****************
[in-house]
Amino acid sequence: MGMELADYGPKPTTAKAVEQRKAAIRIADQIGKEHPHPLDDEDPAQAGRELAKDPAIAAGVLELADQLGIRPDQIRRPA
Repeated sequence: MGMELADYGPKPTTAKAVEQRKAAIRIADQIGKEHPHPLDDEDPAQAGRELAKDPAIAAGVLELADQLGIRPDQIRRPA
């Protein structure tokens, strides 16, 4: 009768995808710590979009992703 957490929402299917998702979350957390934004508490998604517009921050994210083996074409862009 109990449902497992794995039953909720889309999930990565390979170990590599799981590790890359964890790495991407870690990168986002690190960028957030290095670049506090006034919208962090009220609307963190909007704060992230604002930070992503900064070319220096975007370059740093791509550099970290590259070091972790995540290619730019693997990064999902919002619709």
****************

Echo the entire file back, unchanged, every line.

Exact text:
[in-house]
Amino acid sequence: MGMELADYGPKPTTAKAVEQRKAAIRIADQIGKEHPHPLDDEDPAQAGRELAKDPAIAAGVLELADQLGIRPDQIRRPA
Repeated sequence: MGMELADYGPKPTTAKAVEQRKAAIRIADQIGKEHPHPLDDEDPAQAGRELAKDPAIAAGVLELADQLGIRPDQIRRPA
């Protein structure tokens, strides 16, 4: 009768995808710590979009992703 957490929402299917998702979350957390934004508490998604517009921050994210083996074409862009 109990449902497992794995039953909720889309999930990565390979170990590599799981590790890359964890790495991407870690990168986002690190960028957030290095670049506090006034919208962090009220609307963190909007704060992230604002930070992503900064070319220096975007370059740093791509550099970290590259070091972790995540290619730019693997990064999902919002619709």